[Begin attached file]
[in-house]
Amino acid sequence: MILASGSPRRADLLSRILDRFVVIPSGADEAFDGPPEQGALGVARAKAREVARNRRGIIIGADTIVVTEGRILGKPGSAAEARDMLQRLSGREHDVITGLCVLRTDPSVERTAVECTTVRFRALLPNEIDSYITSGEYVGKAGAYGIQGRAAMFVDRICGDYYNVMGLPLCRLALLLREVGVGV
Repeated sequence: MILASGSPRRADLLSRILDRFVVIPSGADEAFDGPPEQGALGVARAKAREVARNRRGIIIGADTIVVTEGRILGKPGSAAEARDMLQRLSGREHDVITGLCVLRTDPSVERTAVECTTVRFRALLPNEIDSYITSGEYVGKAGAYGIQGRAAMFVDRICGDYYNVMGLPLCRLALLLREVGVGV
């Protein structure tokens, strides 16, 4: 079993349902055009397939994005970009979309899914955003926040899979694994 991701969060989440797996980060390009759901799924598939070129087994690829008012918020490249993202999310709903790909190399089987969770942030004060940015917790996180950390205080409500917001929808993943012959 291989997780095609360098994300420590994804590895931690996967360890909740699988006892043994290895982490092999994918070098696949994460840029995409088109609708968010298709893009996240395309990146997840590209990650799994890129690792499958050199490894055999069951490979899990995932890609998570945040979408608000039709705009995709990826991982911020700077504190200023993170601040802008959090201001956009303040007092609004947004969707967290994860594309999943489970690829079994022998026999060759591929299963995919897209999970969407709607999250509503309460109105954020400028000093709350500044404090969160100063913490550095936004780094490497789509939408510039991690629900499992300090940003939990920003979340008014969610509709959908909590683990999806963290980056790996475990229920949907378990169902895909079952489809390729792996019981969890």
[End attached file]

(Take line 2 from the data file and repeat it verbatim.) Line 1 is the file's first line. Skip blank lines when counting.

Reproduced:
Amino acid sequence: MILASGSPRRADLLSRILDRFVVIPSGADEAFDGPPEQGALGVARAKAREVARNRRGIIIGADTIVVTEGRILGKPGSAAEARDMLQRLSGREHDVITGLCVLRTDPSVERTAVECTTVRFRALLPNEIDSYITSGEYVGKAGAYGIQGRAAMFVDRICGDYYNVMGLPLCRLALLLREVGVGV